Let us first consider the dynamical effects, implied by (4) i.e. the tidal contribution to the “Fokker” Lagrangian describing the dynamics of two compact bodies after having integrated out the gravitational field, say

(6) |

Here, denotes the (time-symmetric) interaction Lagrangian following from the point-mass action (2) (say after a suitable redefinition of position variables to eliminate higher derivatives). It is currently known at the 3PN level. The supplementary term in Eq. (6) is of the symbolic form (keeping only powers of and )

(7) | |||||

Let us start by discussing the leading order contributions associated to each tidal coefficient or . The leading term in the contribution linked to is simply obtained from (4) by inserting the leading-order value of , i.e.

(8) |

where denotes the companion of body in the considered binary system (), and the distance between the two bodies. In addition , with , denotes the differentiation with respect to that appear after taking the limit where the field point tends to on the worldline of body . Using

(9) |

where , , and where the hat denotes a symmetric trace-free (STF) projection, and the fact that (see, e.g., Eq. (A25) of BD86 )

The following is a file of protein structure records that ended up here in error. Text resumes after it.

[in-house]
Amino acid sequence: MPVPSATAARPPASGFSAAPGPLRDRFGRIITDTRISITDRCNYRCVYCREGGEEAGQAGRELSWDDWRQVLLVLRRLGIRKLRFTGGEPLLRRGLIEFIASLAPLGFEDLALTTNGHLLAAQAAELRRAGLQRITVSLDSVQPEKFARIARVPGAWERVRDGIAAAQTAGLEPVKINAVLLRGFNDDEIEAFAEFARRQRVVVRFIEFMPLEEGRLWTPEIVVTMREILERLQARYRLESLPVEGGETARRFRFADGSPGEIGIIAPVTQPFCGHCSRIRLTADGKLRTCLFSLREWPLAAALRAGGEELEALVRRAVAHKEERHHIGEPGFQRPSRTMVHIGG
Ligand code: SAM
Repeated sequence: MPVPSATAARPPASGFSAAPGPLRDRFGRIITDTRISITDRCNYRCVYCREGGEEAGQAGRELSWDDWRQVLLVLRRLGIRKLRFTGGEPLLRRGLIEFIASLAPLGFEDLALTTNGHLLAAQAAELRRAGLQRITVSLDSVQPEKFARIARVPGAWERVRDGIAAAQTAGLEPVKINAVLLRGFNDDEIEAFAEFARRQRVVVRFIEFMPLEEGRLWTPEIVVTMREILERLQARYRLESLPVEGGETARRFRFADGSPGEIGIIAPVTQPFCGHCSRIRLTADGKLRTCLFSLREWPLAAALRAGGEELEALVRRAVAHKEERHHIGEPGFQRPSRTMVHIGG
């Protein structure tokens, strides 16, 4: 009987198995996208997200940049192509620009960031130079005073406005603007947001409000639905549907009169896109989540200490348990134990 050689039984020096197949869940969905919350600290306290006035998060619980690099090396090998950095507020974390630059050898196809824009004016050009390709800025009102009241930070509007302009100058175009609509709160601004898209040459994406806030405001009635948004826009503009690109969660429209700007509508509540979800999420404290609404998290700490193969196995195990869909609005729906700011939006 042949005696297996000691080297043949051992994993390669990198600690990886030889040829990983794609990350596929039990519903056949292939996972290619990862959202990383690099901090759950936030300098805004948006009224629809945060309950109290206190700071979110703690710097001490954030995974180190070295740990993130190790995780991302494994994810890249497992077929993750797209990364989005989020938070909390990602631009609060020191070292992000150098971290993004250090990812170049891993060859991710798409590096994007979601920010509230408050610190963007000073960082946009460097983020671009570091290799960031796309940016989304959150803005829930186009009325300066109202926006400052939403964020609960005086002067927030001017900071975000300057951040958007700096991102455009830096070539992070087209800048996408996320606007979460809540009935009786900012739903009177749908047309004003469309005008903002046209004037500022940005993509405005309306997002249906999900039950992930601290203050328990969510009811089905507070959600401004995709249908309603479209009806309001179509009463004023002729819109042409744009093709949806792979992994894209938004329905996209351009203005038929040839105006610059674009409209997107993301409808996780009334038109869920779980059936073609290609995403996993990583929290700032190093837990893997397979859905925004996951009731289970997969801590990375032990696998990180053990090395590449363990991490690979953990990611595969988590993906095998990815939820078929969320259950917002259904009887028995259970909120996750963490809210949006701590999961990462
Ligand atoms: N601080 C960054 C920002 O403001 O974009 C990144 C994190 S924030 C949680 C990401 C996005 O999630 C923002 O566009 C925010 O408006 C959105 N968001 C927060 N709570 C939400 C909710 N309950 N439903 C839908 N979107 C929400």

(10) |

one easily finds that the leading Lagrangian contribution proportional to reads

(11) | |||||

Here we have used (1) to replace in terms of the dimensionless Love number , and of the areal radius of the NS. Note that, in a BNS system, one has to add two different contributions: . By contrast, in a BHNS system one has only if denotes the NS.

Let us also evaluate the leading “magnetic-type” contribution, i.e. the term in (6). It is obtained by inserting in (4) the “Newtonian”-level value of the gravito-magnetic quadrupolar field exterted by body on body . This is given by Eq. (6.27a) of Damour:1991yw , namely

(12) |

where is the relative velocity between and . A straightforward calculation then yields

(13) |

Note that the leading quadrupolar gravito-magnetic contribution (13) is smaller than the corresponding quadrupolar gravito-electric contribution

(14) |

by a factor

(15) |

In terms of the corresponding dimensionless Love numbers (defined in Damour:2009vw ) and , the prefactor is equal to the dimensionless ratio . However, it was found in Damour:2009vw ; Binnington:2009bb that the magnetic Love number was much smaller than . Typically, for a -polytrope and a compactness , one has , while , so that . In other words, the leading gravito-magnetic interaction (13) is equivalent (say for circular orbits) to a 1PN fractional correction factor, , modifying the leading gravito-electric contribution (14), with . As we shall discuss below, the 1PN correction to (14), implied by (4), involves coefficients of order unity. We will therefore, in the following, neglect the contribution (13) which represents only a small fractional modification to the 1PN correction to (14). On the other hand, we shall retain some of the higher-degree gravito-electric contributions. Indeed, though, for instance, formally corresponds to a 2PN correction to , its coefficient is much larger than that corresponding to an order-unity 2PN correction to Eq. (14) [see Table 1 below].